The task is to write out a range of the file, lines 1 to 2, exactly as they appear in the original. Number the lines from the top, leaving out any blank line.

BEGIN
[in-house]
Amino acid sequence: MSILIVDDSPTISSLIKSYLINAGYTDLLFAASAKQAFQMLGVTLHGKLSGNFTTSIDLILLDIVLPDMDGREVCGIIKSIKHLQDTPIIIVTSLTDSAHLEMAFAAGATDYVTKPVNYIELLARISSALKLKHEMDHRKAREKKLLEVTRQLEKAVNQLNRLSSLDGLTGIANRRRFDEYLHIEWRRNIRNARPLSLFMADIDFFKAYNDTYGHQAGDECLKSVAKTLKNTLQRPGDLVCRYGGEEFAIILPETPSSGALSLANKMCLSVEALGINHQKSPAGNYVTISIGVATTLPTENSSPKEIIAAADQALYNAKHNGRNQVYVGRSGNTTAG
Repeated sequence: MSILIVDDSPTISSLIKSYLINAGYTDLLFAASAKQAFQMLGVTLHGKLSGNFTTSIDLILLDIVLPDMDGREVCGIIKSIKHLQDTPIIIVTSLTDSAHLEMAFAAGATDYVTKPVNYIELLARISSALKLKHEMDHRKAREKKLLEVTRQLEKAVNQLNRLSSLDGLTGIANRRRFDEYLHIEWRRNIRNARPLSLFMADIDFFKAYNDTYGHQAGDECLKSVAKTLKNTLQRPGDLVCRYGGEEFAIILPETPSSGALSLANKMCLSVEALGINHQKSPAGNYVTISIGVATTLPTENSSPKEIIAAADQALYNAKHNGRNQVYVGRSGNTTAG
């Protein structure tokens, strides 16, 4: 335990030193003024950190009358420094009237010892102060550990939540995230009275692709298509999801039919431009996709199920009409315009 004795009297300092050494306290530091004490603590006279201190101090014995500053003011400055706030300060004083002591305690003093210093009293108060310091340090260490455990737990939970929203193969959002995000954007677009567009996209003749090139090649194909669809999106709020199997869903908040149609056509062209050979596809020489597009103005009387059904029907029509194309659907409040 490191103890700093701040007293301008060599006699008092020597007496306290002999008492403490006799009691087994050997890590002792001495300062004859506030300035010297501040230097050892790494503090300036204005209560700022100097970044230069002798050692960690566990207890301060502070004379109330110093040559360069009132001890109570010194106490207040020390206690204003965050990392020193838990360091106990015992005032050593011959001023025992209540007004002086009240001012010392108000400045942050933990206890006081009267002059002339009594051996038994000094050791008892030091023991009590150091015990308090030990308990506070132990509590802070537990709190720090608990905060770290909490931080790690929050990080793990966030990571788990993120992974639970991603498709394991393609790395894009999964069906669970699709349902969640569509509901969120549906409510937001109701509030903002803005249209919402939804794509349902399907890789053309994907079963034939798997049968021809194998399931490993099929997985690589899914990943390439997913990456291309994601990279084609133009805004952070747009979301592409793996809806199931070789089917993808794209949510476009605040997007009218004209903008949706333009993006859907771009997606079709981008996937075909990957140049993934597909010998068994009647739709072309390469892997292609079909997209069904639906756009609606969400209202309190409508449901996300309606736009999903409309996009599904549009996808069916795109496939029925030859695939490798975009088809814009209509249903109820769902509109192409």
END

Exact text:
[in-house]
Amino acid sequence: MSILIVDDSPTISSLIKSYLINAGYTDLLFAASAKQAFQMLGVTLHGKLSGNFTTSIDLILLDIVLPDMDGREVCGIIKSIKHLQDTPIIIVTSLTDSAHLEMAFAAGATDYVTKPVNYIELLARISSALKLKHEMDHRKAREKKLLEVTRQLEKAVNQLNRLSSLDGLTGIANRRRFDEYLHIEWRRNIRNARPLSLFMADIDFFKAYNDTYGHQAGDECLKSVAKTLKNTLQRPGDLVCRYGGEEFAIILPETPSSGALSLANKMCLSVEALGINHQKSPAGNYVTISIGVATTLPTENSSPKEIIAAADQALYNAKHNGRNQVYVGRSGNTTAG